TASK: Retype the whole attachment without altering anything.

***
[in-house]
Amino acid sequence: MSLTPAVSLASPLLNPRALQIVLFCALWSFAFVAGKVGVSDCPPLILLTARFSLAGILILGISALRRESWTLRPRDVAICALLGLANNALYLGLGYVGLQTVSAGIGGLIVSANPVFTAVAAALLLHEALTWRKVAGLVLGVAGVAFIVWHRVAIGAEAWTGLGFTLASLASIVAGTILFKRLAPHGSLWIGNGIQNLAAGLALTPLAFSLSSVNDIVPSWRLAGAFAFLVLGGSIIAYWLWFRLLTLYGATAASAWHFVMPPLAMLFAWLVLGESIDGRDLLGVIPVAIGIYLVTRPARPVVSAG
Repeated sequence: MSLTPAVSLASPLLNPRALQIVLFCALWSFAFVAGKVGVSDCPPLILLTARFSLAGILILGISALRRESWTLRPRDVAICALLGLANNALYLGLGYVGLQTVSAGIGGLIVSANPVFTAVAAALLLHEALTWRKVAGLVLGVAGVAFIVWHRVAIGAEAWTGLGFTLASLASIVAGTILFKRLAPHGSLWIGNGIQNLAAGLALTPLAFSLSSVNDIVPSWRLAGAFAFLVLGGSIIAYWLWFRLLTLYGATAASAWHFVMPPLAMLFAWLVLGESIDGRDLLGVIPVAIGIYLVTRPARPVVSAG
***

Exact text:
[in-house]
Amino acid sequence: MSLTPAVSLASPLLNPRALQIVLFCALWSFAFVAGKVGVSDCPPLILLTARFSLAGILILGISALRRESWTLRPRDVAICALLGLANNALYLGLGYVGLQTVSAGIGGLIVSANPVFTAVAAALLLHEALTWRKVAGLVLGVAGVAFIVWHRVAIGAEAWTGLGFTLASLASIVAGTILFKRLAPHGSLWIGNGIQNLAAGLALTPLAFSLSSVNDIVPSWRLAGAFAFLVLGGSIIAYWLWFRLLTLYGATAASAWHFVMPPLAMLFAWLVLGESIDGRDLLGVIPVAIGIYLVTRPARPVVSAG
Repeated sequence: MSLTPAVSLASPLLNPRALQIVLFCALWSFAFVAGKVGVSDCPPLILLTARFSLAGILILGISALRRESWTLRPRDVAICALLGLANNALYLGLGYVGLQTVSAGIGGLIVSANPVFTAVAAALLLHEALTWRKVAGLVLGVAGVAFIVWHRVAIGAEAWTGLGFTLASLASIVAGTILFKRLAPHGSLWIGNGIQNLAAGLALTPLAFSLSSVNDIVPSWRLAGAFAFLVLGGSIIAYWLWFRLLTLYGATAASAWHFVMPPLAMLFAWLVLGESIDGRDLLGVIPVAIGIYLVTRPARPVVSAG